That’s simply the market realities. There is no secret US plot to take over Australia and suppress Australian stories and destroy the Aussie culture. (or is there???) But when kids who need the police in an emergency dial 911 instead of the Australian emergency number 000, the influence is undeniable. Aussies then become defensive toward Americans as a way of protecting their cultural identity and independence.

Can you picture this same process taking place in a church setting?

While teaching English to immigrants can provide a valuable service to that community, if immigrants are expected to always speak in English in the church they will always be outsiders. If the church doesn’t support the learning of the parent languages among 2nd generations, it may appear that the church is on a mission to Anglicise and Westernise all immigrants as much as it is to worship God.

If US churches make a big deal of Independence Day celebrations, but fail to acknowledge Martin Luther King Day, or Chinese New Year they silently make the statement that only one culture is important. Sometimes churches feel good because their Chinese members celebrate the Lunar New Year together and it’s on the church calendar, but no one really expects the whole church to attend. Yet for the Labor Day picnic the entire church body is expected to be in attendance (including the Chinese members).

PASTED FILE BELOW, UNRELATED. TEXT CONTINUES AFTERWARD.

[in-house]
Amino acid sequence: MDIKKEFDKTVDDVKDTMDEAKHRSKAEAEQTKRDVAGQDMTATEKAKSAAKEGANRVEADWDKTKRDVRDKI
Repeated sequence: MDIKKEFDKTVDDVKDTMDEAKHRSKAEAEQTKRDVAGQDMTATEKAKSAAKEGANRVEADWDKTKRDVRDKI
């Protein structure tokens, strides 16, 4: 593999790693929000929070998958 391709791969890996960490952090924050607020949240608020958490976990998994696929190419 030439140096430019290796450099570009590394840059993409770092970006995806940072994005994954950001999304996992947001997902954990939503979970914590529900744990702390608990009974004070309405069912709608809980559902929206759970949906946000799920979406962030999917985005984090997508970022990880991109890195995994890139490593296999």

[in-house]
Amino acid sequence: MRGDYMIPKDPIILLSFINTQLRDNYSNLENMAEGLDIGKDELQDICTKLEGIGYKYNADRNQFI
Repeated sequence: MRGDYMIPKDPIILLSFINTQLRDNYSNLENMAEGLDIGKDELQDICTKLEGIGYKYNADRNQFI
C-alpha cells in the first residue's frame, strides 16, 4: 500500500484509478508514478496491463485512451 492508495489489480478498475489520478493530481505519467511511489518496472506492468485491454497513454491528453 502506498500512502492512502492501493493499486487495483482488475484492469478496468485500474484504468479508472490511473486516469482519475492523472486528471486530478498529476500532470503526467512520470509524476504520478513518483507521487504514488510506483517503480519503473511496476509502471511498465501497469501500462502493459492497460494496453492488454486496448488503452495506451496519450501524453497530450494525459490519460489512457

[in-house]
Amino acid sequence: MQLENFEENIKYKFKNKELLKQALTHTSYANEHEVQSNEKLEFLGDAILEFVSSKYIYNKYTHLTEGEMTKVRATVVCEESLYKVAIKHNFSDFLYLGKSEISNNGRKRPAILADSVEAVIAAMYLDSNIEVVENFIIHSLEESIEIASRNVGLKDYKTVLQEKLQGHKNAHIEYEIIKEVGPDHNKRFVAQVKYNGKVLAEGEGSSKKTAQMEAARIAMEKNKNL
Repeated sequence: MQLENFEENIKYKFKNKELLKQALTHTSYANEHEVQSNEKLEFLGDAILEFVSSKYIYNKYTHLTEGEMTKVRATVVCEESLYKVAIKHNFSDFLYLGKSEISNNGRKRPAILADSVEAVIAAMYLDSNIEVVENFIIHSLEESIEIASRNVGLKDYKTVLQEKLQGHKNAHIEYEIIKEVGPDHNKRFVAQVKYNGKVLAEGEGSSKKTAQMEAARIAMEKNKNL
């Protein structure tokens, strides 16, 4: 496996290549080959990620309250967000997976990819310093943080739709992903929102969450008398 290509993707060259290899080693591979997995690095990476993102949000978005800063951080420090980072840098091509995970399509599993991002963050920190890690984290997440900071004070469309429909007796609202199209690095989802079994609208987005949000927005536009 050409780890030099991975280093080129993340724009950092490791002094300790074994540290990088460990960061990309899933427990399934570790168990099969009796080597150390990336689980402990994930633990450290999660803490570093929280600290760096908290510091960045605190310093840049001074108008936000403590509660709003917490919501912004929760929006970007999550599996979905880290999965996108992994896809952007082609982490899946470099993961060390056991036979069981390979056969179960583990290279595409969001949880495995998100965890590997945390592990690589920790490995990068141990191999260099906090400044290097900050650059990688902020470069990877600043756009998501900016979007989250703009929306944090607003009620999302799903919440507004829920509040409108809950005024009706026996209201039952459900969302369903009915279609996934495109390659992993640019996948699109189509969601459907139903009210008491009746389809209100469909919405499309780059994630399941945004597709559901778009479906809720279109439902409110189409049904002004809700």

While an initial survey of this continuum may tempt us to disregard the first stage, it really needs to be considered. While only in rare and extreme situations would a church actually say “we don’t want a particular racial group or culture to enter our church”, the fear of cultural destruction is very real for minority groups within a church. “Do we have to give up our racial and cultural identity to become part of this church family?”

Churches and individual Christians need to make the conscious decision that we will not only love and embrace people from other races and cultures, we we will also do our best to welcome their culture. One way we will demonstrate our love is by expressing interest and value in the customs of cultures we don’t know well.

On Earth As In Heaven

This article was originally posted on the website in May 2013. Since football has become such a big part of the Christmas season in the US I thought it would be appropriate to share these thoughts here. I hope all my readers have a wonderful Christmas with those you love.